Improv

I stop by the supermarket on the way home from work.

My local supermarket is a fairly standard, western-style affair with air-conditioning and florescent lights. If I don’t look too closely, I feel as though I am back in my country for a few moments as I walk in the door. But as I stride past the aquariums overcrowded with live, gasping fish and rows of pigs’ feet, my nostalgia extinguishes.

I’ve run out of laundry detergent and walk over it find some. There are a bewildering array of options; I settle in and start running my eyes across the brightly coloured bags. A store employee notices that I’ve been staring at the laundry detergent for some time and decides that it must be because I don’t know what I’m looking at. With most products in the supermarket she’d be right but in this instance the pictures of sudsy clothes tumbling in washing machines on the bags leads me to make a deduction I was reasonably confident in. She gestures to the bags of laundry detergent and mimes washing clothes with her hands; I watch for a moment and admire her perfect use of non-verbal communication. I nod and begin to copy her. We wash our imaginary clothes together in aisle 5, smiling at each other in perfect accord. I’ve almost finished washing my make-believe underpants when she is finally satisfied that I understand the use of the products on the shelf and leaves me to my deliberation. I sniff several bags of laundry detergent until I find the one that will make my clothes smell like a wildflower meadow after rain and place it in my basket.

I remember that I’m down to one roll of toilet paper at home and head in the direction to get some more. I stop suddenly when I see my new friend next to the rolls. Probably best to skip that particular improv session; I’ll come back for them tomorrow.

This is not to say that I didn’t really appreciate that woman’s efforts to help me and everyone else that has gone above and beyond to aid this hapless stranger in a strange land. I’ve lost count of the number of times people communicated with me through stilted English and French, mime, pointing, drawing, and once, animal noises. Thank you for learning more of my language than I have of yours and for your patience in the face of my ignorance.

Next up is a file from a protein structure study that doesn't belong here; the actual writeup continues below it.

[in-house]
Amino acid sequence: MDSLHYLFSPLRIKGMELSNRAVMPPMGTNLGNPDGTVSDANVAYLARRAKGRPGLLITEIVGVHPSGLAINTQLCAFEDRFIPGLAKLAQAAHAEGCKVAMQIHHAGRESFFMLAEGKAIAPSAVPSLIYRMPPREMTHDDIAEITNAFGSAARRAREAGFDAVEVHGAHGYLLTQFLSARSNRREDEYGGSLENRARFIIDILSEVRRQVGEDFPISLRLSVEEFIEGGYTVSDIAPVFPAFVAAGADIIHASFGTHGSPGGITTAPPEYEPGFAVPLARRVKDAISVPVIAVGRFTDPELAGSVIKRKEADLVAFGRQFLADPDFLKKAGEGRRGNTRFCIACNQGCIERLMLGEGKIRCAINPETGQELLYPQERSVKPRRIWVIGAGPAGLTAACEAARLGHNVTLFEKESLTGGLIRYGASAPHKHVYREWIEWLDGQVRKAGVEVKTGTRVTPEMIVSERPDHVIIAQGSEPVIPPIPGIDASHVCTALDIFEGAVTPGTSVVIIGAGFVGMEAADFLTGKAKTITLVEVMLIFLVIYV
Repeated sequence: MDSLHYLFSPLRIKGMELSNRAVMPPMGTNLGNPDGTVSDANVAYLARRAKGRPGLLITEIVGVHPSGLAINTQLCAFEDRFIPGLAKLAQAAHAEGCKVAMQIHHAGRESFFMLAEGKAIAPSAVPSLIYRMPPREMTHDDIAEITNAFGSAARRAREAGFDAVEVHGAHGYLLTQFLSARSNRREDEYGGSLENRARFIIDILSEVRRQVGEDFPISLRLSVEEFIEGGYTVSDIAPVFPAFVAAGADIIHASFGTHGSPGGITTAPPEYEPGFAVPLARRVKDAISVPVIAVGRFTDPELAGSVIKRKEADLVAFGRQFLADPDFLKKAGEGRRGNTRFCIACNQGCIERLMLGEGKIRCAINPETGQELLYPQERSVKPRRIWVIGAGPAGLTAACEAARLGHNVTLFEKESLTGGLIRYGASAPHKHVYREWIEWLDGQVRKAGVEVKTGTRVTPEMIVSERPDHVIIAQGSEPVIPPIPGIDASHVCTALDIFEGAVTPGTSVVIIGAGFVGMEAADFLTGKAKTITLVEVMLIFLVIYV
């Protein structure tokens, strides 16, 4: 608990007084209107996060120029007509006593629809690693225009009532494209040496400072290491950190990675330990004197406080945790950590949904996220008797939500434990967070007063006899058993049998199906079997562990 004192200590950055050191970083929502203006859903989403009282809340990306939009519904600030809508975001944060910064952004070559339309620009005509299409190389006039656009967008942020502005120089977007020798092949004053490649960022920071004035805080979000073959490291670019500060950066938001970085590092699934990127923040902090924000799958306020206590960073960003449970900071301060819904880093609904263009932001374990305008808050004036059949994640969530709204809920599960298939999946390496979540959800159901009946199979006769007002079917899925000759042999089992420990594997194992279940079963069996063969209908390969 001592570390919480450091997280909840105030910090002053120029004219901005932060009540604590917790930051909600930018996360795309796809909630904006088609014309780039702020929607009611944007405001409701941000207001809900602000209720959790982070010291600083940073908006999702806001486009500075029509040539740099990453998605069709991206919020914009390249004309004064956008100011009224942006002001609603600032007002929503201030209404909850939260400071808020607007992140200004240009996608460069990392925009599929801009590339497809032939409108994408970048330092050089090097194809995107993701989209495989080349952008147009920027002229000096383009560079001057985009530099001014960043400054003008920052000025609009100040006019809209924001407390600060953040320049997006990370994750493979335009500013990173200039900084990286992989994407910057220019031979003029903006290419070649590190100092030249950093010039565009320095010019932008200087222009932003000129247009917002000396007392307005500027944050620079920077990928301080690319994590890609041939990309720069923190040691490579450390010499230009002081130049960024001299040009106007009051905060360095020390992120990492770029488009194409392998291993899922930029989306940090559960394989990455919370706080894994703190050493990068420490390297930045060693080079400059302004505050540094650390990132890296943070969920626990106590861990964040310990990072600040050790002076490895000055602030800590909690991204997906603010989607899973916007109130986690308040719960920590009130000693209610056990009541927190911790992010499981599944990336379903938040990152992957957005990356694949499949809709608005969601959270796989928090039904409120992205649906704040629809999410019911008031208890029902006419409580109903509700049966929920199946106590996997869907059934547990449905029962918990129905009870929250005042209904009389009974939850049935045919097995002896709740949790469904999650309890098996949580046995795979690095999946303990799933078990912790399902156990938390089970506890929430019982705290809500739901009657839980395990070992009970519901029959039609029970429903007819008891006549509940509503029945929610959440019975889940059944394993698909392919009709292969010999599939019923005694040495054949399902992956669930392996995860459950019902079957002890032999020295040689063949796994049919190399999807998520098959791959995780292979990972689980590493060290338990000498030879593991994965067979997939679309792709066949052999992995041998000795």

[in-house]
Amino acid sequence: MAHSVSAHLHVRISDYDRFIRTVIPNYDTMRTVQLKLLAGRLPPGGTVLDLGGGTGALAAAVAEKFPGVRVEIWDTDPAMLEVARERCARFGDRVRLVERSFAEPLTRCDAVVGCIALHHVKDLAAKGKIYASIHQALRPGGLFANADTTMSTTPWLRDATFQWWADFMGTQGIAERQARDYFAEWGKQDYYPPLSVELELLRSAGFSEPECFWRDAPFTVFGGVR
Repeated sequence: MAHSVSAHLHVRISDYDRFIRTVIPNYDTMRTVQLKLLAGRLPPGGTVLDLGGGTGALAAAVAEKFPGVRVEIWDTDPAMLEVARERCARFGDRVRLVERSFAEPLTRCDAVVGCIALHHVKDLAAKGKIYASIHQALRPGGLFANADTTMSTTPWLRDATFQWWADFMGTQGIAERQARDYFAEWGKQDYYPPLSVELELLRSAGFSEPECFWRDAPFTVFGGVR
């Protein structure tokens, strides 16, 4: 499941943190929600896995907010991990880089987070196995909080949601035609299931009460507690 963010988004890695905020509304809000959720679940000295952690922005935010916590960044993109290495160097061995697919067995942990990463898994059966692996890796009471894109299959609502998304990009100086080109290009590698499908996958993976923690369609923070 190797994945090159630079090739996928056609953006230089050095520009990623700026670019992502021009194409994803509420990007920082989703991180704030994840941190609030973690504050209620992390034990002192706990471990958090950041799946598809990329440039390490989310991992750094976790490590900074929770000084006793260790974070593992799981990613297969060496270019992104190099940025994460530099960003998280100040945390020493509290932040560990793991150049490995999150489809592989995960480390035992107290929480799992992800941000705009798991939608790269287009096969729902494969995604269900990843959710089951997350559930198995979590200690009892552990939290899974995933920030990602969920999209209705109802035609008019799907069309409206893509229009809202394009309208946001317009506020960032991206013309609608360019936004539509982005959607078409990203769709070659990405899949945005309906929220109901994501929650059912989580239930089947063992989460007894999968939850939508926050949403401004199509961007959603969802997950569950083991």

Thanks Saigon!
Thanks for all the peace signs, Sai Gon!
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Three Grandmothers or a turtle?

A short Vietnamese lesson.

ba means ‘three’

ba means ‘Dad’

bà means ‘Grandmother or Missus’

bà means ‘her’

ba ba means ‘turtle’

So what would I have if I was given ba ba ba?

Whatever your answer is; you’re probably wrong – it’s a beer, 333 beer actually.

333 Bia
333 Bia

Though I suppose I could have been given three of her Grandmothers; though it pretty unlikely.

The Vietnamese language sometimes needs context to be clear. So, if l worked in a marine sanctuary (or a restaurant) then ba ba ba really could mean three turtles.

The Vietnamese words for cream, ice cream and moisturiser are the same – kem. It would be obvious if I was asking for some kem to put on my face, but less so if I ordered some kem to go with a piece of cake.

But this is just the beginning of my Vietnamese language confusion.

At one point I thought that bánh meant bread, as in Bánh Mì a Vietnamese bread roll. Okay, that is easy.

Then I came across Bánh Xèo, a delicious savoury pancake stuffed with pork and bean sprouts. It isn’t a really bread, so I modified my definition of bánh to mean anything made from flour. My beloved Bánh Cuốn (steamed rice noodle rolls) are made from flour, so is Bánh Chuối (banana cake). Finally I figured it out and it all fit! I felt pretty proud of myself for having used my excellent powers of deduction so skilfully.

Bánh Cuốn (steamed rice noodle rolls)
Bánh Cuốn (steamed rice noodle rolls)
Bánh Chuối (banana cake)
Bánh Chuối (banana cake)

Then I learnt the words for motorcycle tyre – bánh xe… Huh? What?

Tyres are made from synthetic rubber, natural rubber, fabric and wire, not freaking flour.

Then what the hell does bánh mean?

All confidence in my reasoning skills having left me, I finally just asked someone what it means.

And it pretty much translates as something that is or was round in shape.

Okay then; I can live with that.

Actually, the double, triple, quadruple and octuple meanings of the same word are less bothersome to me than the tonal nature of Vietnamese. But I can tell you’re already reeling from this small insight into the multifariousness of Vietnamese words, so let’s go over tones another time.

Fun fact! Many people, locals and tourists alike, use motorcycle taxis or xe ôm to get around. Xe is a prefix word for a type of vehicle, as in xe gắn máy for motorcycle. In Vietnamese, ôm means a cuddle, so the direct translation isn’t ‘motorcycle taxis,’ it is ‘motorcycle hug.’ I think that is just a great way to put it.